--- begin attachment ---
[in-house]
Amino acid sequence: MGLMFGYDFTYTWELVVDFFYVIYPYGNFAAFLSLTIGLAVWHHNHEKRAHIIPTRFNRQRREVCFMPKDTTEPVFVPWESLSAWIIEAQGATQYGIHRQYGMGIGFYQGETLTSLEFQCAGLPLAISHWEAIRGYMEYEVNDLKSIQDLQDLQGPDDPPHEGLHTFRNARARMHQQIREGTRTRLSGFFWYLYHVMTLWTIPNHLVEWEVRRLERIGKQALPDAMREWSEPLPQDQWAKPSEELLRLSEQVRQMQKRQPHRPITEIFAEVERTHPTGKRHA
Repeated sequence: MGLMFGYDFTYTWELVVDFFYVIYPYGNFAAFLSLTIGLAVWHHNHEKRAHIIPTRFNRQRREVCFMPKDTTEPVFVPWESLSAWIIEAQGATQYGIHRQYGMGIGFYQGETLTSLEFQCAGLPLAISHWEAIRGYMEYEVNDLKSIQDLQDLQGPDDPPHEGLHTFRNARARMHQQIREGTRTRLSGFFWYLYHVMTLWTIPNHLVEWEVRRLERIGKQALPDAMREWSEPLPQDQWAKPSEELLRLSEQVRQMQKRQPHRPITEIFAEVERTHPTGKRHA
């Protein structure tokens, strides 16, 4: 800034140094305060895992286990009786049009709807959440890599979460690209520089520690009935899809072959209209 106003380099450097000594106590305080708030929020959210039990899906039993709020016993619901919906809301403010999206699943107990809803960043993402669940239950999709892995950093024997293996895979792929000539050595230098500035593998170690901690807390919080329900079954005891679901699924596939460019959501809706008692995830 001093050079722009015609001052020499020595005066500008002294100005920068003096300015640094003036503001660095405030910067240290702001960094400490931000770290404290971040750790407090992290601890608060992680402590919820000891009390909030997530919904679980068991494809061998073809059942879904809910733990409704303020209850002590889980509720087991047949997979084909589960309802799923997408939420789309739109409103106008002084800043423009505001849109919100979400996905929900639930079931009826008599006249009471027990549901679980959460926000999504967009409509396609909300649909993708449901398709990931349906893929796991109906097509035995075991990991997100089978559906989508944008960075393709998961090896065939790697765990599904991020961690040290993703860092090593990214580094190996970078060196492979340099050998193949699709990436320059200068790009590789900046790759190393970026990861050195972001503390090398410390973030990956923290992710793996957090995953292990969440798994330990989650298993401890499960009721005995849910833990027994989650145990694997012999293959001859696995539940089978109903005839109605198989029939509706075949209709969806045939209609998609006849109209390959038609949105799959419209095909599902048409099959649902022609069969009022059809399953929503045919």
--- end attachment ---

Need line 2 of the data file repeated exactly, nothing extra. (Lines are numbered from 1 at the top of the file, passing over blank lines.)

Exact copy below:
Amino acid sequence: MGLMFGYDFTYTWELVVDFFYVIYPYGNFAAFLSLTIGLAVWHHNHEKRAHIIPTRFNRQRREVCFMPKDTTEPVFVPWESLSAWIIEAQGATQYGIHRQYGMGIGFYQGETLTSLEFQCAGLPLAISHWEAIRGYMEYEVNDLKSIQDLQDLQGPDDPPHEGLHTFRNARARMHQQIREGTRTRLSGFFWYLYHVMTLWTIPNHLVEWEVRRLERIGKQALPDAMREWSEPLPQDQWAKPSEELLRLSEQVRQMQKRQPHRPITEIFAEVERTHPTGKRHA